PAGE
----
Symmetric group on finite or cofinite subset is conjugacy-closed
This article gives the statement, and proof, of a particular subgroup in a group being conjugacy-closed: in other words, any two elements of the subgroup that are conjugate in the whole group, are also conjugate in the subgroup
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This article gives the statement, and possibly proof, of a particular subgroup or type of subgroup satisfying a particular subgroup property (namely, Conjugacy-closed subgroup (?)) in a particular group or type of group (namely, Symmetric group (?)).
Suppose are sets. Then, the symmetric group embeds naturally as a subgroup of : any permutation of extends to a permutation of as the identity map on .
With this embedding, if either or is finite, is a conjugacy-closed subgroup in . In other words, if two elements of are conjugate in , they are also conjugate in .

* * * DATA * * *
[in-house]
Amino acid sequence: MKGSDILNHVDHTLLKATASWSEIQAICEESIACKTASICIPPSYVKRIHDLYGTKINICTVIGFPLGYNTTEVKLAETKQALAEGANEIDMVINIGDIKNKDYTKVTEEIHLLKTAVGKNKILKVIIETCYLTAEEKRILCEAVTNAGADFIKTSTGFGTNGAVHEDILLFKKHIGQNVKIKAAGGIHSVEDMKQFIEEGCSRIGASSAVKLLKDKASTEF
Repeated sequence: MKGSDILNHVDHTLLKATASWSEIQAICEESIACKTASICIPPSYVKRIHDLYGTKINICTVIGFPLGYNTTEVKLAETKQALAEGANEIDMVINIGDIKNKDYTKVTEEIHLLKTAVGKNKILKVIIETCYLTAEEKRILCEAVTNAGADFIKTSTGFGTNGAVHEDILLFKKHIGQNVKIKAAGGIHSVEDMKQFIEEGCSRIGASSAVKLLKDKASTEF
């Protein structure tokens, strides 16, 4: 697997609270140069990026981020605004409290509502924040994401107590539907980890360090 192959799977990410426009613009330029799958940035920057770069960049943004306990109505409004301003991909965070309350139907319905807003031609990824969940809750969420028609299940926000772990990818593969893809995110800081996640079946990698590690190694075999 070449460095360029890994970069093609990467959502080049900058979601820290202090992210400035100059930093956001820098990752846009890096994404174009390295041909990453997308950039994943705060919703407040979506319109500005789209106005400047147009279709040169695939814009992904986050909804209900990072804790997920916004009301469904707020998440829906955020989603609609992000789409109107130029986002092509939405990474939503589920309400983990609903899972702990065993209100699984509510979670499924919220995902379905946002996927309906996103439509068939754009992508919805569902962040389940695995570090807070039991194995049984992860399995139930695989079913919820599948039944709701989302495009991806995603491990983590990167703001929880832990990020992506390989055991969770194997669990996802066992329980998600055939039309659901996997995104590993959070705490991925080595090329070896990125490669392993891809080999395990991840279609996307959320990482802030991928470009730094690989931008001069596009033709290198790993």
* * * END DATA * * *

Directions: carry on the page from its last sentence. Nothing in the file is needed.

Symmetric group on finite or cofinite subset is subset-conjugacy-closed: Not only can we perform conjugation of single elements, we can also perform conjugation of subsets inducing exactly the same map on each element of the subset.
Breakdown for infinite coinfinite subsets
If both and are infinite, then is not conjugacy-closed in . Further information: Symmetric group on infinite coinfinite subset is not conjugacy-closed
Facts about conjugacy and conjugacy-closedness:
- Finitary symmetric group is conjugacy-closed in symmetric group
- Finitary symmetric group on subset is conjugacy-closed
- Brauer's permutation lemma: This states that the symmetric group is conjugacy-closed in the general linear group.
- Symmetric groups on finite sets are complete, Symmetric groups on infinite sets are complete: Any automorphism of a symmetric group is inner, except when the underlying set has size six. Further, the symmetric groups are centerless.
Some other facts about finitary symmetric groups and symmetric groups related to conjugacy: